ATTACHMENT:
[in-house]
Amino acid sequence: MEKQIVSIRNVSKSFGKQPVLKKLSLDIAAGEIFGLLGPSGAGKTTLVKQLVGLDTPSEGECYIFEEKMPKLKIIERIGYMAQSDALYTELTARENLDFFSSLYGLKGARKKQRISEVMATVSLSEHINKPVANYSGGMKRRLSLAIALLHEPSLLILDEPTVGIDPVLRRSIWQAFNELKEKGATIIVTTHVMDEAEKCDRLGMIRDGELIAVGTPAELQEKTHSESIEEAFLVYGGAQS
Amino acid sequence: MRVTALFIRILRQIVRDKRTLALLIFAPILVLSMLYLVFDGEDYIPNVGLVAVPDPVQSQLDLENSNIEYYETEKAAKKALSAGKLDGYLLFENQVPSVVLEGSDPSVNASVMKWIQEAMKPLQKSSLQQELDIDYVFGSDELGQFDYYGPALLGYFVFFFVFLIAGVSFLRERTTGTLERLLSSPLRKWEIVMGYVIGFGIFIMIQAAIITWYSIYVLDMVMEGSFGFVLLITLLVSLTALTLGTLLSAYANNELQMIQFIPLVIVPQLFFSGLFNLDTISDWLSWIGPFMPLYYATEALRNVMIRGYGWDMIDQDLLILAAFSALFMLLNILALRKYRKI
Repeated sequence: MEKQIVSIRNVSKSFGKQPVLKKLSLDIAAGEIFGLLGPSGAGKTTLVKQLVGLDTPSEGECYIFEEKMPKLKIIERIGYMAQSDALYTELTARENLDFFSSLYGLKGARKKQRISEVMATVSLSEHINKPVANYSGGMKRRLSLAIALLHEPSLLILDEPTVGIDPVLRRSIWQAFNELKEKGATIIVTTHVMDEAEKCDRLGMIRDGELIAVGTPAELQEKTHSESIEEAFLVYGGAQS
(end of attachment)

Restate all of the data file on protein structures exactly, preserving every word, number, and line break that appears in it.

[in-house]
Amino acid sequence: MEKQIVSIRNVSKSFGKQPVLKKLSLDIAAGEIFGLLGPSGAGKTTLVKQLVGLDTPSEGECYIFEEKMPKLKIIERIGYMAQSDALYTELTARENLDFFSSLYGLKGARKKQRISEVMATVSLSEHINKPVANYSGGMKRRLSLAIALLHEPSLLILDEPTVGIDPVLRRSIWQAFNELKEKGATIIVTTHVMDEAEKCDRLGMIRDGELIAVGTPAELQEKTHSESIEEAFLVYGGAQS
Amino acid sequence: MRVTALFIRILRQIVRDKRTLALLIFAPILVLSMLYLVFDGEDYIPNVGLVAVPDPVQSQLDLENSNIEYYETEKAAKKALSAGKLDGYLLFENQVPSVVLEGSDPSVNASVMKWIQEAMKPLQKSSLQQELDIDYVFGSDELGQFDYYGPALLGYFVFFFVFLIAGVSFLRERTTGTLERLLSSPLRKWEIVMGYVIGFGIFIMIQAAIITWYSIYVLDMVMEGSFGFVLLITLLVSLTALTLGTLLSAYANNELQMIQFIPLVIVPQLFFSGLFNLDTISDWLSWIGPFMPLYYATEALRNVMIRGYGWDMIDQDLLILAAFSALFMLLNILALRKYRKI
Repeated sequence: MEKQIVSIRNVSKSFGKQPVLKKLSLDIAAGEIFGLLGPSGAGKTTLVKQLVGLDTPSEGECYIFEEKMPKLKIIERIGYMAQSDALYTELTARENLDFFSSLYGLKGARKKQRISEVMATVSLSEHINKPVANYSGGMKRRLSLAIALLHEPSLLILDEPTVGIDPVLRRSIWQAFNELKEKGATIIVTTHVMDEAEKCDRLGMIRDGELIAVGTPAELQEKTHSESIEEAFLVYGGAQS